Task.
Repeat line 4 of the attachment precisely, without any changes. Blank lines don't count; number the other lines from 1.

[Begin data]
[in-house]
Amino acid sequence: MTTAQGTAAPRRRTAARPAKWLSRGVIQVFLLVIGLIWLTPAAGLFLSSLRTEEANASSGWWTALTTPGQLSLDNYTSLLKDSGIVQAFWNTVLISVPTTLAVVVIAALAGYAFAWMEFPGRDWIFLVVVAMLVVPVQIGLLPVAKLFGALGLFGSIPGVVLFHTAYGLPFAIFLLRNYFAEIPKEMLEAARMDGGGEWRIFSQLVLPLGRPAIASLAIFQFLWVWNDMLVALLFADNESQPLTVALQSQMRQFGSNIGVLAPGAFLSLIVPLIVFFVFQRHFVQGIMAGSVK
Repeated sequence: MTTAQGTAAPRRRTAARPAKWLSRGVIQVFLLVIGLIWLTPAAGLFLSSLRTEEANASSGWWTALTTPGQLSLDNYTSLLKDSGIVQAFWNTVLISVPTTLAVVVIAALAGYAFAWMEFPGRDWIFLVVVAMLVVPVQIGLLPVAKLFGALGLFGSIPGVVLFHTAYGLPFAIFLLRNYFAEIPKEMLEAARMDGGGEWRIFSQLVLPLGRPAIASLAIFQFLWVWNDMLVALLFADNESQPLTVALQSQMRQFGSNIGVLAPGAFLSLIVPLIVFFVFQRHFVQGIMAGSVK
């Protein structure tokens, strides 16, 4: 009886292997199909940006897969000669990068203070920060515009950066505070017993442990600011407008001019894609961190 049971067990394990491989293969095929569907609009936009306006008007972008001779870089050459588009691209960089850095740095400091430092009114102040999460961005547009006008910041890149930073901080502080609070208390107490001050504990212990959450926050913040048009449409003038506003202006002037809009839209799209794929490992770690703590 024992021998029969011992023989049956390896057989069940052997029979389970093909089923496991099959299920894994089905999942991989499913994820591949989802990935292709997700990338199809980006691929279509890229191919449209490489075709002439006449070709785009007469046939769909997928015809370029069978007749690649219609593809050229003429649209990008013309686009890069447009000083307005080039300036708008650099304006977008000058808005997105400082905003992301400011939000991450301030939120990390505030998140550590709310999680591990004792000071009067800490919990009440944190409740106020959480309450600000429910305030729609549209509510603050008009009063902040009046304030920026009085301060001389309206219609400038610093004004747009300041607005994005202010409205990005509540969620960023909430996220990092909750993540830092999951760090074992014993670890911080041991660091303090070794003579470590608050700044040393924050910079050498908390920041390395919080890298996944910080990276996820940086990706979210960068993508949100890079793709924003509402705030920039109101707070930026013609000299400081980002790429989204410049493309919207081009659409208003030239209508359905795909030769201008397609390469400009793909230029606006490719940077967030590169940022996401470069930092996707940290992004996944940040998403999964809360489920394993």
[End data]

């Protein structure tokens, strides 16, 4: 009886292997199909940006897969000669990068203070920060515009950066505070017993442990600011407008001019894609961190 049971067990394990491989293969095929569907609009936009306006008007972008001779870089050459588009691209960089850095740095400091430092009114102040999460961005547009006008910041890149930073901080502080609070208390107490001050504990212990959450926050913040048009449409003038506003202006002037809009839209799209794929490992770690703590 024992021998029969011992023989049956390896057989069940052997029979389970093909089923496991099959299920894994089905999942991989499913994820591949989802990935292709997700990338199809980006691929279509890229191919449209490489075709002439006449070709785009007469046939769909997928015809370029069978007749690649219609593809050229003429649209990008013309686009890069447009000083307005080039300036708008650099304006977008000058808005997105400082905003992301400011939000991450301030939120990390505030998140550590709310999680591990004792000071009067800490919990009440944190409740106020959480309450600000429910305030729609549209509510603050008009009063902040009046304030920026009085301060001389309206219609400038610093004004747009300041607005994005202010409205990005509540969620960023909430996220990092909750993540830092999951760090074992014993670890911080041991660091303090070794003579470590608050700044040393924050910079050498908390920041390395919080890298996944910080990276996820940086990706979210960068993508949100890079793709924003509402705030920039109101707070930026013609000299400081980002790429989204410049493309919207081009659409208003030239209508359905795909030769201008397609390469400009793909230029606006490719940077967030590169940022996401470069930092996707940290992004996944940040998403999964809360489920394993």